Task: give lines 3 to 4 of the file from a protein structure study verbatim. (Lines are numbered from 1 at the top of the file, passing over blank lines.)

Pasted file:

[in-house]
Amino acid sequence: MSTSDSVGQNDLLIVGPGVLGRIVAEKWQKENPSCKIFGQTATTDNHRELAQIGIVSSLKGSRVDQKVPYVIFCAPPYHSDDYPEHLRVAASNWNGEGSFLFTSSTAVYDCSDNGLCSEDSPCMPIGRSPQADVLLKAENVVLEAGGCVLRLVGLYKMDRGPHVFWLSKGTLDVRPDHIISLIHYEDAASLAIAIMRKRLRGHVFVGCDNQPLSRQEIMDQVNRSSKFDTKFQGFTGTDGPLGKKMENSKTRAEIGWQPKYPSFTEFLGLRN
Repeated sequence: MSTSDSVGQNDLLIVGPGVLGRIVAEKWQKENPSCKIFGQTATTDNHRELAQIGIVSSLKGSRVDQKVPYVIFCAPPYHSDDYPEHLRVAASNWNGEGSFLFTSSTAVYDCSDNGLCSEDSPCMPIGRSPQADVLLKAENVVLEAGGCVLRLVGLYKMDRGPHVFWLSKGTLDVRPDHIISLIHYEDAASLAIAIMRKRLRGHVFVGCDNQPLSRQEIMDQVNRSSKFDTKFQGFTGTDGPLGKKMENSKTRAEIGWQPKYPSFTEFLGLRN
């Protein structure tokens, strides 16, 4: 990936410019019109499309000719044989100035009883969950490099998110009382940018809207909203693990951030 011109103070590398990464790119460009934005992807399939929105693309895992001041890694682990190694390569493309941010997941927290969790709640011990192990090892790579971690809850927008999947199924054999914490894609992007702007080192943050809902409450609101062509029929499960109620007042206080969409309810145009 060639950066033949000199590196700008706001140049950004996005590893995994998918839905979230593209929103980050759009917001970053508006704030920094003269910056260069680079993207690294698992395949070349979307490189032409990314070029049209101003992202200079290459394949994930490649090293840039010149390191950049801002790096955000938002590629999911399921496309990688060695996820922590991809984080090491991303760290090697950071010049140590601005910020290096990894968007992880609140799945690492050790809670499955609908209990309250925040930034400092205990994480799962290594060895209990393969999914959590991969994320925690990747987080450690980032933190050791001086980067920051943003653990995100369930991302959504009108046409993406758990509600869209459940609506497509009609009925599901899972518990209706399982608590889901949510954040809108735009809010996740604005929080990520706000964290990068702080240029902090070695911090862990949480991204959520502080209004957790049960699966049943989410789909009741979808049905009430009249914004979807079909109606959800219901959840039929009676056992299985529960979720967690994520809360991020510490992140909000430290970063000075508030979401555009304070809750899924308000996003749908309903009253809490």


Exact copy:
Repeated sequence: MSTSDSVGQNDLLIVGPGVLGRIVAEKWQKENPSCKIFGQTATTDNHRELAQIGIVSSLKGSRVDQKVPYVIFCAPPYHSDDYPEHLRVAASNWNGEGSFLFTSSTAVYDCSDNGLCSEDSPCMPIGRSPQADVLLKAENVVLEAGGCVLRLVGLYKMDRGPHVFWLSKGTLDVRPDHIISLIHYEDAASLAIAIMRKRLRGHVFVGCDNQPLSRQEIMDQVNRSSKFDTKFQGFTGTDGPLGKKMENSKTRAEIGWQPKYPSFTEFLGLRN
């Protein structure tokens, strides 16, 4: 990936410019019109499309000719044989100035009883969950490099998110009382940018809207909203693990951030 011109103070590398990464790119460009934005992807399939929105693309895992001041890694682990190694390569493309941010997941927290969790709640011990192990090892790579971690809850927008999947199924054999914490894609992007702007080192943050809902409450609101062509029929499960109620007042206080969409309810145009 060639950066033949000199590196700008706001140049950004996005590893995994998918839905979230593209929103980050759009917001970053508006704030920094003269910056260069680079993207690294698992395949070349979307490189032409990314070029049209101003992202200079290459394949994930490649090293840039010149390191950049801002790096955000938002590629999911399921496309990688060695996820922590991809984080090491991303760290090697950071010049140590601005910020290096990894968007992880609140799945690492050790809670499955609908209990309250925040930034400092205990994480799962290594060895209990393969999914959590991969994320925690990747987080450690980032933190050791001086980067920051943003653990995100369930991302959504009108046409993406758990509600869209459940609506497509009609009925599901899972518990209706399982608590889901949510954040809108735009809010996740604005929080990520706000964290990068702080240029902090070695911090862990949480991204959520502080209004957790049960699966049943989410789909009741979808049905009430009249914004979807079909109606959800219901959840039929009676056992299985529960979720967690994520809360991020510490992140909000430290970063000075508030979401555009304070809750899924308000996003749908309903009253809490």